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June 20, 2002
Back in the U.S. of A. (Russell)

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Dulles Airport, 8:00 PM local time (1:00 AM body time)

In a scheduling quirk that symbolized our change of countries, our first flight on June 19th from Dublin to London was on a British carrier (British Midlands), while our second flight from London to Washington DC was on an American carrier (United Airlines).

The United flight, scheduled to depart at 4:30 PM, was delayed for almost an hour. At the last minute, a man across from us was asked to get off of the plane with all of his carry-on luggage. His entire seat was searched, as well as all of the seats around his. Several minutes later he was allowed back onto the plane again. We never did find out what happened, but it is obvious that we are getting closer to the American way of travel post-9/11.

Joss' child meal started out strangely similar to another man's low-cal vegetarian meal -- with an appetizer plate of asparagus (we figure that someone messed up) -- but his main course was chicken nuggets, baked beans, and "smiley" potatoes, so it worked out all right. Midway through the eight-hour flight Joss fell asleep, but Cameron stayed awake watching television. (Joss also awoke screaming in the middle of beverage service -- he had had a nightmare.) According to our bodies, it was well past midnight when we arrived, although by the clock we landed at Dulles Airport at 7:30 PM.

(An interesting piece of trivia: as we recounted recently, the trans-Atlantic immigrant ships of the 1840s were required by law to have a 6' by 18" space for each passenger. An Economy Class seat on a modern airline has a width of 17-3/4". So when you fly Coach, you actually have less space than your ancestors did when they immigrated to America on a famine ship. Another reason that we're happy we spent the extra money for Business Class.)

Upon arrival, we were herded as usual through Passport Control, baggage claim, and Customs (no Immigration this time!). For some reason, whenever we're in a foreign country the "residents" queue is always shorter than the "non-residents" queue. Here it was the other way around. We are doomed always to be in the longest line. The officer was very friendly; when he heard we had traveled around the world for a year he stopped to chat with us before passing us through. We were the last folks out of baggage claim, because one of our hard suitcases was nowhere to be found. We had to wait until all of the luggage had come through, then we were about to file a "missing bag" report when we saw it sitting off on the side in a cart -- apparently someone else had plucked it off and left it there. (The zipper had popped open -- probably because it was stuffed so full -- but nothing was missing.) On our way through Customs, when the officer heard we had traveled around the world for a year he stopped to chat with us before passing us through.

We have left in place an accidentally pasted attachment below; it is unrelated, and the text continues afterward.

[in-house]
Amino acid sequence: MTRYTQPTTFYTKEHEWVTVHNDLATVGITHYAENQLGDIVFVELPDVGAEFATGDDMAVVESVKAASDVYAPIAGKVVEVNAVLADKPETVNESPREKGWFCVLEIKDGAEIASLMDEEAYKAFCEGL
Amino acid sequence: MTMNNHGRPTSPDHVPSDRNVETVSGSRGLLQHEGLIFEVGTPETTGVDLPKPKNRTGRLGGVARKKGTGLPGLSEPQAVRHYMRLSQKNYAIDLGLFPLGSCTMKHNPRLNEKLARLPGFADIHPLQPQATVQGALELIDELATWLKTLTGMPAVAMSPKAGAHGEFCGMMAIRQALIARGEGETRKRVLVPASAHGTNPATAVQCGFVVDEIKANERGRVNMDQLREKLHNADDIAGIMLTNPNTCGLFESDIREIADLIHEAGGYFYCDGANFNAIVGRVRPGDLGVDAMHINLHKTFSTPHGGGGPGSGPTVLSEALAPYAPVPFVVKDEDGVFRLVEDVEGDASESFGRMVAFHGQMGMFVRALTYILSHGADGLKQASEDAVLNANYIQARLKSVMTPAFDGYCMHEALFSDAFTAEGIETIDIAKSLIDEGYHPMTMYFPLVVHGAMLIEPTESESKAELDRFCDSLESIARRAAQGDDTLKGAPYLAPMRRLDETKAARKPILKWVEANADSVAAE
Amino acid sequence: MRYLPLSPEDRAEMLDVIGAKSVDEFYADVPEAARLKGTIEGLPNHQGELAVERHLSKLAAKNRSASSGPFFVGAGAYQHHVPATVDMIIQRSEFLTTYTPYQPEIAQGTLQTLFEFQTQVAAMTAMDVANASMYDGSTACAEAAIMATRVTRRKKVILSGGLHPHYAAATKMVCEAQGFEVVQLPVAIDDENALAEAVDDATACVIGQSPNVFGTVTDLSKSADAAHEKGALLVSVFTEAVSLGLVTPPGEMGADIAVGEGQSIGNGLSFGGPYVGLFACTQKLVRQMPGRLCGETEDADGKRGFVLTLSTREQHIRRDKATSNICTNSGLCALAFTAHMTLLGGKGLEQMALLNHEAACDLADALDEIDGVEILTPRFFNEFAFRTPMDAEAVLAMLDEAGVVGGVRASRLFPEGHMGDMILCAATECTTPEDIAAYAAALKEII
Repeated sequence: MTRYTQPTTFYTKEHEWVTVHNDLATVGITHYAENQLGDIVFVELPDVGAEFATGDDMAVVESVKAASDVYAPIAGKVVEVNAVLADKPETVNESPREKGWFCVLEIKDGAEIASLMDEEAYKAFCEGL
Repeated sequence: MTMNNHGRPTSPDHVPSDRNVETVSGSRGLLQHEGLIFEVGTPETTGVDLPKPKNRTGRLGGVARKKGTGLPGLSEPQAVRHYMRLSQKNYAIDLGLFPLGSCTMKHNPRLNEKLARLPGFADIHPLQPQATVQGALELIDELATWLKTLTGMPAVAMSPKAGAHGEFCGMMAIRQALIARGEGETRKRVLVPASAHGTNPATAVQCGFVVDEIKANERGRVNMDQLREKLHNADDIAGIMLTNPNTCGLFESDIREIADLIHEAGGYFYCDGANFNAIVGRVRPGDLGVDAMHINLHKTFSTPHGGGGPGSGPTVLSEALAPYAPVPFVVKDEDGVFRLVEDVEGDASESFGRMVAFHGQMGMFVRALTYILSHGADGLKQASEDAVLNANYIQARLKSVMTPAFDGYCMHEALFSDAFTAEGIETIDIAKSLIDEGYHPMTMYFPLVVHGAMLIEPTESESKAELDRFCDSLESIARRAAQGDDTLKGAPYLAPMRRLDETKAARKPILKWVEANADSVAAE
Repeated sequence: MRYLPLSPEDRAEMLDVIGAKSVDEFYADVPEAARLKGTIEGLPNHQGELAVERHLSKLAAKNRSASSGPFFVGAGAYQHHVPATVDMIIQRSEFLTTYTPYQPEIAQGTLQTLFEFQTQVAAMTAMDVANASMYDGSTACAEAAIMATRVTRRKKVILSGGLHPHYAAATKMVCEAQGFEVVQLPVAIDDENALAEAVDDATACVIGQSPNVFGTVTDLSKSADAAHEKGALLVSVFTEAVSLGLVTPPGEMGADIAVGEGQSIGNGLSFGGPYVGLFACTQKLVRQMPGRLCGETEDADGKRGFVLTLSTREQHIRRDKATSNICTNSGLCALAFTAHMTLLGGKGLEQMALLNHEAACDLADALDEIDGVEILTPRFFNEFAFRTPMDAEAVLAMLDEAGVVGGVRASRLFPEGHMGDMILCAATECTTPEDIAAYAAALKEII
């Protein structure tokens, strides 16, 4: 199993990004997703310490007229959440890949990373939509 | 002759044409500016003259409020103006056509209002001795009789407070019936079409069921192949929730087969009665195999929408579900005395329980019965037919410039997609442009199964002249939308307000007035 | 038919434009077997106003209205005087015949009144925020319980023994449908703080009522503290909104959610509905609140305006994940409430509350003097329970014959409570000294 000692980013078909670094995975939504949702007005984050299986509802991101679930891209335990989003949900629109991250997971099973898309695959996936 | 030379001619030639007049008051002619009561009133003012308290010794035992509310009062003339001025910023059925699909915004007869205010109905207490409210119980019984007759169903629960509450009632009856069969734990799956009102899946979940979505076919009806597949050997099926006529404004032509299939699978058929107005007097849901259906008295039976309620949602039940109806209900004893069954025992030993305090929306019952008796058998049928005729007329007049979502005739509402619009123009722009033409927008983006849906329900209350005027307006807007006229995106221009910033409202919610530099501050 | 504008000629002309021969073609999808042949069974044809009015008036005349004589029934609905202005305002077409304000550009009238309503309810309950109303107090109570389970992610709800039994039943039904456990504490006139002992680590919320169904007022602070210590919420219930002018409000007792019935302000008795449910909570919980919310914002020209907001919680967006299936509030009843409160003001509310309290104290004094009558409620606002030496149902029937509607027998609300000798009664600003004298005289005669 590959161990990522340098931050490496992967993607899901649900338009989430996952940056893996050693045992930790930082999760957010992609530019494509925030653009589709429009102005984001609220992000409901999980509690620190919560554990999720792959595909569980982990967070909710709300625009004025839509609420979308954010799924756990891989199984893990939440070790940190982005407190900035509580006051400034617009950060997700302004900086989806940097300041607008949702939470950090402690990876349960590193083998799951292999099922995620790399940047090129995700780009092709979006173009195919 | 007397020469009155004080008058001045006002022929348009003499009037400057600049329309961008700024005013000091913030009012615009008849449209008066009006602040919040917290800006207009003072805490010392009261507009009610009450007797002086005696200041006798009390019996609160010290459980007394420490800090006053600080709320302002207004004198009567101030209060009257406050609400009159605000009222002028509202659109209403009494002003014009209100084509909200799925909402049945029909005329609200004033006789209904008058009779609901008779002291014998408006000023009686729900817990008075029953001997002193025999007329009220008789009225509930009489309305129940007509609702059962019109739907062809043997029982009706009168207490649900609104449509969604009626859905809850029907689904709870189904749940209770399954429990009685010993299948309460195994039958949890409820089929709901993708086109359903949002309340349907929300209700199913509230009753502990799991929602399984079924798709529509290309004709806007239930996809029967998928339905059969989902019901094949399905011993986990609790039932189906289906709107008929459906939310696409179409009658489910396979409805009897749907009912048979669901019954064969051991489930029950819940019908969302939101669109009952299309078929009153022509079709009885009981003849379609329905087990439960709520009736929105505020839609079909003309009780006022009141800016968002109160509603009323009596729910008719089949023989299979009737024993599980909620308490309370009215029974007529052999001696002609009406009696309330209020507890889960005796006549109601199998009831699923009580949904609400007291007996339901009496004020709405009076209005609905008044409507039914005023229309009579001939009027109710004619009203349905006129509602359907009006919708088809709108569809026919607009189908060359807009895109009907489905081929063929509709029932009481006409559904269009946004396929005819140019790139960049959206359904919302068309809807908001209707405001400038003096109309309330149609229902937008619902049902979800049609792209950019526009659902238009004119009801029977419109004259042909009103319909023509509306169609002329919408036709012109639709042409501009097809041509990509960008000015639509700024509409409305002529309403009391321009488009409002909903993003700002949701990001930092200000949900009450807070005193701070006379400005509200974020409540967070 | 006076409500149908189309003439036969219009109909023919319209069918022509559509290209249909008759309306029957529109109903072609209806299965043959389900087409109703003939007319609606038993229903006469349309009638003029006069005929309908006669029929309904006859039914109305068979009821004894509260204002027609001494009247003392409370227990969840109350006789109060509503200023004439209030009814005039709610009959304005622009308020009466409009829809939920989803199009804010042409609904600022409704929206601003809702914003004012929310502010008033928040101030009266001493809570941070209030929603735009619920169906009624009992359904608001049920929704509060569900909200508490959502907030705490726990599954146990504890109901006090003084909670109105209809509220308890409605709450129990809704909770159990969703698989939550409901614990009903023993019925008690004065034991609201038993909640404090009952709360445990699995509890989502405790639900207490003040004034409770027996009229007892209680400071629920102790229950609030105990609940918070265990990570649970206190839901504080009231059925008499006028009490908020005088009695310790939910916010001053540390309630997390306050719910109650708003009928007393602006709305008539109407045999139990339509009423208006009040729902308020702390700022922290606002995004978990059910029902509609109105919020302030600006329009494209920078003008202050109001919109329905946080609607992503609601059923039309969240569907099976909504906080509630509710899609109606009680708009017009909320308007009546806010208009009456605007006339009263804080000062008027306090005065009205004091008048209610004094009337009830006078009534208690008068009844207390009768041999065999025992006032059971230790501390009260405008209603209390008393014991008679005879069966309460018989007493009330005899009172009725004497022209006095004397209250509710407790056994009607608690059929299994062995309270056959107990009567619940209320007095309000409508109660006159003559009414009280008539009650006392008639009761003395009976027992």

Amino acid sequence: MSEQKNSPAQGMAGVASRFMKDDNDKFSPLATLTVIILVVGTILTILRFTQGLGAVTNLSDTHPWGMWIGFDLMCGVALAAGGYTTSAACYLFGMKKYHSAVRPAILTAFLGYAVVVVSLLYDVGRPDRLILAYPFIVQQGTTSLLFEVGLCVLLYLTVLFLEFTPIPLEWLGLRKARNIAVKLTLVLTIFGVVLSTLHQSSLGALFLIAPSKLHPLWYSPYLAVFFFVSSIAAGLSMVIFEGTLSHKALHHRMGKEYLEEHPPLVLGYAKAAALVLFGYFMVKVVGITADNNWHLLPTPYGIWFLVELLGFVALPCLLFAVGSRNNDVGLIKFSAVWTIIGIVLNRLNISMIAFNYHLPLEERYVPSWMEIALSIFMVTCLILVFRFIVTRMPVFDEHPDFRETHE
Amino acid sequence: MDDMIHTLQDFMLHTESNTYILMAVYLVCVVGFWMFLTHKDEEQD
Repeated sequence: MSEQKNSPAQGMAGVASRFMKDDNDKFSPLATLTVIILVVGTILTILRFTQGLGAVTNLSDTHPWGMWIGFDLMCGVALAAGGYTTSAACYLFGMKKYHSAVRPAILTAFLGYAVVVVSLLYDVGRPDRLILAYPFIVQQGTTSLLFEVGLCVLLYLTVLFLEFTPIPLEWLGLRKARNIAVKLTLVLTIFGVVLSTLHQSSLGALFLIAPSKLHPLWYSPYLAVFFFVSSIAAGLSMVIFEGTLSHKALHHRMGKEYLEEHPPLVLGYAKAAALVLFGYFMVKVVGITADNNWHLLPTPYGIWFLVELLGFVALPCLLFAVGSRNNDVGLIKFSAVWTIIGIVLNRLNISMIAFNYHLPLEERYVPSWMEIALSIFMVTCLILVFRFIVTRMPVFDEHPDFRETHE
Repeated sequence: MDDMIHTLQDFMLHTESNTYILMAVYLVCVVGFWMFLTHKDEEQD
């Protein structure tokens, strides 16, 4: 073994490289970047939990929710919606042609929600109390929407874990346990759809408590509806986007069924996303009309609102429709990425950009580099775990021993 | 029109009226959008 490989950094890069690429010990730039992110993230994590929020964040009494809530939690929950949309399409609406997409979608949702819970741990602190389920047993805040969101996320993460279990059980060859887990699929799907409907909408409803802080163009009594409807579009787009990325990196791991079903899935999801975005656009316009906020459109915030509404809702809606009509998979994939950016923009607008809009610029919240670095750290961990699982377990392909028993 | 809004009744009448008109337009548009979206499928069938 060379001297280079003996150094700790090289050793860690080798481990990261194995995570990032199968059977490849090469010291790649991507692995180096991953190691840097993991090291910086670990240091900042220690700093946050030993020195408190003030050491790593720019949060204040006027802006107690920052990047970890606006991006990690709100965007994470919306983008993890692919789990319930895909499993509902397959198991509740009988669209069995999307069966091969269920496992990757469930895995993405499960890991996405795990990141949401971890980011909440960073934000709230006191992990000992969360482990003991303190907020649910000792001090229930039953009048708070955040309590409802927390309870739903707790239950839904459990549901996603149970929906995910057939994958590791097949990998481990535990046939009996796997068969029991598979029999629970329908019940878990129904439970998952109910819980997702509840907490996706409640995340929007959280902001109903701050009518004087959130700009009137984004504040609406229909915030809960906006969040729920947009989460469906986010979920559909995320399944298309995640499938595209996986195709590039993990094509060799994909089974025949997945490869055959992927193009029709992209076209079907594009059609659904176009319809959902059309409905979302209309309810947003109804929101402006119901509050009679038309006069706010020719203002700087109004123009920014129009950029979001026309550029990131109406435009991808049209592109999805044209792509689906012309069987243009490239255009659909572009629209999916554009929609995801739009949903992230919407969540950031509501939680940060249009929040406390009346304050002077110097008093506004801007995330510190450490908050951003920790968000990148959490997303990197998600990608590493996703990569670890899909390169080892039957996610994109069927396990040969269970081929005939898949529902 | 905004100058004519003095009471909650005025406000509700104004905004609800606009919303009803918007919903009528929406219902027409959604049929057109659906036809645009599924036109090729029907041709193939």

We weren't sure whether a taxi would fit all of us and our luggage, so we opted for a "SuperShuttle" Blue Van shared minibus. Everyone on board was genuinely friendly. The driver had retired after 38 years at McDonald's, but as he put it, "My daughter wants to go to law school, and there's no other way to pay for it." Our other passenger was a Virginian woman who had just returned from Ireland and a visit to her daughter. They were both very conversive, and offered us advice on seeing Washington DC (we have no tourbook).

We are staying about nine blocks west of the White House at the Washington Suites, just next to Georgetown University in Foggy Bottom. When we finally arrived and checked in, we discovered a one-bedroom suite with a sofabed in the living room and a full kitchen -- David, our travel agent, had found a perfect accommodation once again. Even better, we found a huge fruit basket from Russell's brother and sister: "Welcome back to the United States."

Looking at the clock, it was 10:30 PM -- 3:30 AM according to our bodies. As we were settling in, Joss threw up. We were back in the U.S. of A.

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"Welcome back to the United States!"


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